A driver who converted his car into a fake ambulance with blue lights and a siren and then forced his way through traffic waiting to use a busy road tunnel has been fined more than £1,000 (NZ$1772).
CCTV showed the white vehicle, with its lights flashing, moving through cars queuing at the Tyne Tunnel, and drivers getting out of the way of what they must have thought was a response to a 999 call.
Shaun Scandle, 31, received nine points on his licence for careless driving when he appeared at North Tyneside Magistrates' Court, Northumbria Police said.
Suspicions were raised after staff at the tunnel saw the vehicle pass through rush-hour traffic at speed on September 9.
Officers made inquiries with the North East Ambulance Service, which said it had no record of one of its vehicles being in the area at the time.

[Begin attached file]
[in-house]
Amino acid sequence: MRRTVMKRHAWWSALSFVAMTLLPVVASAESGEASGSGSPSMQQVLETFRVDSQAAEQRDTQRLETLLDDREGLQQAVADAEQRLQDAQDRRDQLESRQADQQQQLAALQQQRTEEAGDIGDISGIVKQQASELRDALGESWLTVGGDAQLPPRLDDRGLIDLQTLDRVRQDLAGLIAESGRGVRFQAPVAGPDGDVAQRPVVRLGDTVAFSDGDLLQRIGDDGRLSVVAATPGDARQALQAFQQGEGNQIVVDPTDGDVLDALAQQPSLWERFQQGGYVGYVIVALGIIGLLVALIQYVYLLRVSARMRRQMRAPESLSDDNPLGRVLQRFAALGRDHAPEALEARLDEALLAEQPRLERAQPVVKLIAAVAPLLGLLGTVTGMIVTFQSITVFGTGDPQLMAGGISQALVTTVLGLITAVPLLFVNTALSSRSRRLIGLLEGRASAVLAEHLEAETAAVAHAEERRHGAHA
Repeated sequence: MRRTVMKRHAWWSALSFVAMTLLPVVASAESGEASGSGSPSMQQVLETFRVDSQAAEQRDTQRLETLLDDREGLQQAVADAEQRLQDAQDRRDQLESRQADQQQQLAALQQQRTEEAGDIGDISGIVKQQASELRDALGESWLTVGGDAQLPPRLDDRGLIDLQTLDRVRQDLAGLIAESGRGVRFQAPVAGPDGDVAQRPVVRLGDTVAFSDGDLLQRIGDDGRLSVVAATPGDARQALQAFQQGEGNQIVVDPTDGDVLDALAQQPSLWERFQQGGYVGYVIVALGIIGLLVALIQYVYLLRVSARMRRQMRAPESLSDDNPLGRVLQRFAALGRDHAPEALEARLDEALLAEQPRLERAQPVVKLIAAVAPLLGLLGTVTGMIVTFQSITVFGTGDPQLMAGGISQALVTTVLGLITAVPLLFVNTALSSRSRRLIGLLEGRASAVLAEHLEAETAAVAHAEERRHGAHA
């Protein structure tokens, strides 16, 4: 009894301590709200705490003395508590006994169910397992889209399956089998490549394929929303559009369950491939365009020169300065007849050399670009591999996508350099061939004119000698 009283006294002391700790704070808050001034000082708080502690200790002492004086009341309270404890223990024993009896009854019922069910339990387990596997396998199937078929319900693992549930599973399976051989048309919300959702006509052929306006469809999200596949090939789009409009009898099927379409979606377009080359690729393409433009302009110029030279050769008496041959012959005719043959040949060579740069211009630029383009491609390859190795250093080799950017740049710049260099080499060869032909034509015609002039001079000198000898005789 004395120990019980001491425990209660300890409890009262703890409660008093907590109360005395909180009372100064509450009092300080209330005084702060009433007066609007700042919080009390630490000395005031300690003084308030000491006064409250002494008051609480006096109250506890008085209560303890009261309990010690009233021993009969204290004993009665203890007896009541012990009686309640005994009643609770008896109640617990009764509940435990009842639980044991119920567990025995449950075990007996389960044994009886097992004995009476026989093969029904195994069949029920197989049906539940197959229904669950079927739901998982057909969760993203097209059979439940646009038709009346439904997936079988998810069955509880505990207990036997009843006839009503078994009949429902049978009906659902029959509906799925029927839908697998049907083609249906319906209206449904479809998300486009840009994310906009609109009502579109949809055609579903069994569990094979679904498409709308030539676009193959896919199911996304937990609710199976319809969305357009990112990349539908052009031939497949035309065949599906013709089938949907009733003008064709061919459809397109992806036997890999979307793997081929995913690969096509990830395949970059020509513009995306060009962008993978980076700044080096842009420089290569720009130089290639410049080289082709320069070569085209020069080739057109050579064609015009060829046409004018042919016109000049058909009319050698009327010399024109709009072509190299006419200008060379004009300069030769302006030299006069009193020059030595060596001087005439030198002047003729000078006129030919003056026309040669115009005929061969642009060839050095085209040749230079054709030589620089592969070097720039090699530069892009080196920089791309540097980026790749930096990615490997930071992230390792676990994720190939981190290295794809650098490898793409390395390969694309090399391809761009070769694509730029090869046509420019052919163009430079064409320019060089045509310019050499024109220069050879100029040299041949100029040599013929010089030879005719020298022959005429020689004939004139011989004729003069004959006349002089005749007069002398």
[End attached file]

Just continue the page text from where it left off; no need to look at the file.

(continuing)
An investigation was launched and Mr Scandle, of Priestpopple, Hexham, Northumberland, was identified as the driver.
Officers found his white Renault Megane had been covered in livery to make it look like a rapid response vehicle.
They also discovered that he ran a business called Hadrian Medical Services offering first aid at events across the North East for which he used the vehicle.
On this occasion he had been providing first aid for the Tour of Britain cycle race and had been travelling to Blyth to attend a medical incident.
Acting Sergeant Alan Keenleyside, of Northumbria Police Operations Department, said: "This may seem like a bizarre story but the reality is Mr Scandle was putting lives at risk through his behaviour on the road.
"Those working in the emergency services receive specialist training to drive our response vehicles and the public should not try and take that responsibility into their own hands."